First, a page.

Each year billions of dollars are spent on thousands of programs to improve health, education and other social sector outcomes in the developing world. But very few programs benefit from studies that could determine whether or not they actually made a difference. This absence of evidence is an urgent problem: it not only wastes money but denies poor people crucial support to improve their lives.
This report by the Evaluation Gap Working Group provides a strategic solution to this problem addressing this gap, and systematically building evidence about what works in social development, proving it is possible to improve the effectiveness of domestic spending and development assistance by bringing vital knowledge into the service of policymaking and program design.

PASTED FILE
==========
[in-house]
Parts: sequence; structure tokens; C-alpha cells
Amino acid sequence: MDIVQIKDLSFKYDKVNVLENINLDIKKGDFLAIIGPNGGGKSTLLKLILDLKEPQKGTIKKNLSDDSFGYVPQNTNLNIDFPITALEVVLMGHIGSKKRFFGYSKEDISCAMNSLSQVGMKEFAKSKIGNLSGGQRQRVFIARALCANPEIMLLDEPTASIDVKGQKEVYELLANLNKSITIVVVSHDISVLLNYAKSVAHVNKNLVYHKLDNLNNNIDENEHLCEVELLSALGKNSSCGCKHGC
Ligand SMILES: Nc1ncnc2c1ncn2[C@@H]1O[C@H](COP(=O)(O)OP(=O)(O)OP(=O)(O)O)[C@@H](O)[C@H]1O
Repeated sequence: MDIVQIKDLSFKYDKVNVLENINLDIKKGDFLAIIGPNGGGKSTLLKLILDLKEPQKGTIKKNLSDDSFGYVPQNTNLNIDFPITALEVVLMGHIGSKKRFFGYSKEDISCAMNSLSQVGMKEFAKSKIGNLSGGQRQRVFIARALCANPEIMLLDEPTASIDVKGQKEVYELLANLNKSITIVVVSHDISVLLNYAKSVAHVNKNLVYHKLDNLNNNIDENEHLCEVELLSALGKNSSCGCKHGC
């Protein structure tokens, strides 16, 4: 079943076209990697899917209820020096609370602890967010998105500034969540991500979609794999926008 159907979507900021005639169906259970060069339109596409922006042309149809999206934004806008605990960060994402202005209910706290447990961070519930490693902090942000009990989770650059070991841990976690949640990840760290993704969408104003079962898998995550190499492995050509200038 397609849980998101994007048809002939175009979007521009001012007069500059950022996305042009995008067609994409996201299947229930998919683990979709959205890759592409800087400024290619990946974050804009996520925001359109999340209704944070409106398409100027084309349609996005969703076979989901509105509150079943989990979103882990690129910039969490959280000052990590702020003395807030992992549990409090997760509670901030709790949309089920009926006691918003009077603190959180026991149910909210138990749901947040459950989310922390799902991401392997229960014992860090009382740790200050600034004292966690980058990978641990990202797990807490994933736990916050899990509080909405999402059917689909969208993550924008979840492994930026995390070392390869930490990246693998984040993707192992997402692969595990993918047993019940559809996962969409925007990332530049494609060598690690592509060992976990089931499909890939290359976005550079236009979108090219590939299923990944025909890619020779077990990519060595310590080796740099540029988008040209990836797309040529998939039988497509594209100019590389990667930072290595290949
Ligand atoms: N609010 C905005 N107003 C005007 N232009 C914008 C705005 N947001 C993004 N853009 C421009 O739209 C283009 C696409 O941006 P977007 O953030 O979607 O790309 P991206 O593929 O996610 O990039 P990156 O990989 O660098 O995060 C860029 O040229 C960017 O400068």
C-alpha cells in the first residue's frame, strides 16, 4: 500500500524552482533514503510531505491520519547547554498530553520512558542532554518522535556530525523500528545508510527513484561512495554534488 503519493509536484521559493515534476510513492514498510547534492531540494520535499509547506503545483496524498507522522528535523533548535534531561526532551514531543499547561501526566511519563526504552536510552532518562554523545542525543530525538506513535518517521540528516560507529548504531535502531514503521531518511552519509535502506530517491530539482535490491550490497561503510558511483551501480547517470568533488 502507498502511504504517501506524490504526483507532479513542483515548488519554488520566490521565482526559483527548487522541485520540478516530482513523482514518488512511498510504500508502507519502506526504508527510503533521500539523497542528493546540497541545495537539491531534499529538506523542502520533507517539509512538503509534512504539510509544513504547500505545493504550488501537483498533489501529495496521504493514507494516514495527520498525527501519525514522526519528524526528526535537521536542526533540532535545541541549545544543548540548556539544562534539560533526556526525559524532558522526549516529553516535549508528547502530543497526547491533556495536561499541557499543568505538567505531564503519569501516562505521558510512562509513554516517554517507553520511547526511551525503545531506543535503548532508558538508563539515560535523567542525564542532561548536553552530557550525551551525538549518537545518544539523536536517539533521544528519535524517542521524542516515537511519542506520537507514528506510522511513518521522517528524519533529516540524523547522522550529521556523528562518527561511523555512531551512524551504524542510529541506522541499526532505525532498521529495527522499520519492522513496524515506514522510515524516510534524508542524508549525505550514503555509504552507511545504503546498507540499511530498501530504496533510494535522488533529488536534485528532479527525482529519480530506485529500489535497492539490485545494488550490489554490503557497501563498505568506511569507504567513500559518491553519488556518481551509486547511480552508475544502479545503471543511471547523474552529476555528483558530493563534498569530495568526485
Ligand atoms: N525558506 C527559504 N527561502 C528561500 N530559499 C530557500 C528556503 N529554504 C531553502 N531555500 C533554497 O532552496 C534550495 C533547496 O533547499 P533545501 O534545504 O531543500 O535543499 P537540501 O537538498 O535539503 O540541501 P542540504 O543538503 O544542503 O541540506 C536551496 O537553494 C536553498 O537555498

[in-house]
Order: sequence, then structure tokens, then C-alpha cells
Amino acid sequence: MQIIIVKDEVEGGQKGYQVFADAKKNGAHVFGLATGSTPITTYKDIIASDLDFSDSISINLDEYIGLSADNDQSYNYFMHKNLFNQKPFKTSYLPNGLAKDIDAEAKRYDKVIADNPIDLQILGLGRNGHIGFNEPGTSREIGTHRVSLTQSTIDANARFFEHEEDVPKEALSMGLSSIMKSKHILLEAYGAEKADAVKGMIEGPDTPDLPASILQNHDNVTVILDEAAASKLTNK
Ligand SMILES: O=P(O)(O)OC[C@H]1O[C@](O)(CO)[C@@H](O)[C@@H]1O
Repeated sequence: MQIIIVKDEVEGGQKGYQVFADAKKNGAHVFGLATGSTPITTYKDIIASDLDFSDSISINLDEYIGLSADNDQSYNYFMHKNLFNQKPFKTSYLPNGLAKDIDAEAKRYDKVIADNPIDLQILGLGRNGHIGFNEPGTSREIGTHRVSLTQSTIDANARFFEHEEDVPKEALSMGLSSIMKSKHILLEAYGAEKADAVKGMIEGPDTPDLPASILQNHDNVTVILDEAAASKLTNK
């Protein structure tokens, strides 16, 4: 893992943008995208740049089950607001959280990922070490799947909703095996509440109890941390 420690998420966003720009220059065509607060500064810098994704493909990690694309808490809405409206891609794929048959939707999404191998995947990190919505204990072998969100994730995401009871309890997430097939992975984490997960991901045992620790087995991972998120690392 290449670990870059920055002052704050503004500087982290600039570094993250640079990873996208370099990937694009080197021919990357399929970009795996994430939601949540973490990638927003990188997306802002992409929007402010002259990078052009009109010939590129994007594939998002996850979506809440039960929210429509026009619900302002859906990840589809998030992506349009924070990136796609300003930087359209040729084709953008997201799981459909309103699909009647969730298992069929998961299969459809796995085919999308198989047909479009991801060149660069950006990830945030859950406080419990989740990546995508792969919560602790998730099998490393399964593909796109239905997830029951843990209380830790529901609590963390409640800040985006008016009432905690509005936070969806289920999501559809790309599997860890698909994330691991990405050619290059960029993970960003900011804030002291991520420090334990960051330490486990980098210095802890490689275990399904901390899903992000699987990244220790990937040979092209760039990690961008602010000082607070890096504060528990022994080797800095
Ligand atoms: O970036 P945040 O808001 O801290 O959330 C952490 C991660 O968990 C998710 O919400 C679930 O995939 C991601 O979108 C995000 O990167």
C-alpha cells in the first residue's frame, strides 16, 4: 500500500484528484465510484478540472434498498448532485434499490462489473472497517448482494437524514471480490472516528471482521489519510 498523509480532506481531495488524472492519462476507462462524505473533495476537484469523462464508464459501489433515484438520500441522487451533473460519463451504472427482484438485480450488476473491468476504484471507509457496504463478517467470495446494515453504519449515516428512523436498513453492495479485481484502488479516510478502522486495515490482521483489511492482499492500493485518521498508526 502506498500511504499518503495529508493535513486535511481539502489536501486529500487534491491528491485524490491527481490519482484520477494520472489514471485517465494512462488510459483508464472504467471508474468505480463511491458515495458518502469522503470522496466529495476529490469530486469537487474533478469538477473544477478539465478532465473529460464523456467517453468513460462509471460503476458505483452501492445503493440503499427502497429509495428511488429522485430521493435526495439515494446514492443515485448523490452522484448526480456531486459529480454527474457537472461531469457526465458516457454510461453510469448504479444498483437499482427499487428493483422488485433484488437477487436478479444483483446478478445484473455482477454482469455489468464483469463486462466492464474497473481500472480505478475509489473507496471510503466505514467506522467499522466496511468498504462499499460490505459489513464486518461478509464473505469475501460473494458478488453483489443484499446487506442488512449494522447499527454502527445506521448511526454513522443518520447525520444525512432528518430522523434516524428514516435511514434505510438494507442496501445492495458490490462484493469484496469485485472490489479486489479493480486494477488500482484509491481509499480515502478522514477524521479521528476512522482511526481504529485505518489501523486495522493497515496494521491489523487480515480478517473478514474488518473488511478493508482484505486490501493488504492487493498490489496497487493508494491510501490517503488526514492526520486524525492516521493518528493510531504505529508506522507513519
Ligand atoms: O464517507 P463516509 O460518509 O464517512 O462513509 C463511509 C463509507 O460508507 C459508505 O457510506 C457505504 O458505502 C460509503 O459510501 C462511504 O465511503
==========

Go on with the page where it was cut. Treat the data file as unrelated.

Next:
In 2004 the Center for Global Development, with support from the Bill & Melinda Gates Foundation and The William and Flora Hewlett Foundation, convened the Evaluation Gap Working Group. The group was asked to investigate why rigorous impact evaluations of social development programs, whether financed directly by developing country governments or supported by international aid, are relatively rare. The Working Group was charged with developing proposals to stimulate more and better impact evaluations. This report, the final report of the working group, contains specific recommendations for addressing this urgent problem.
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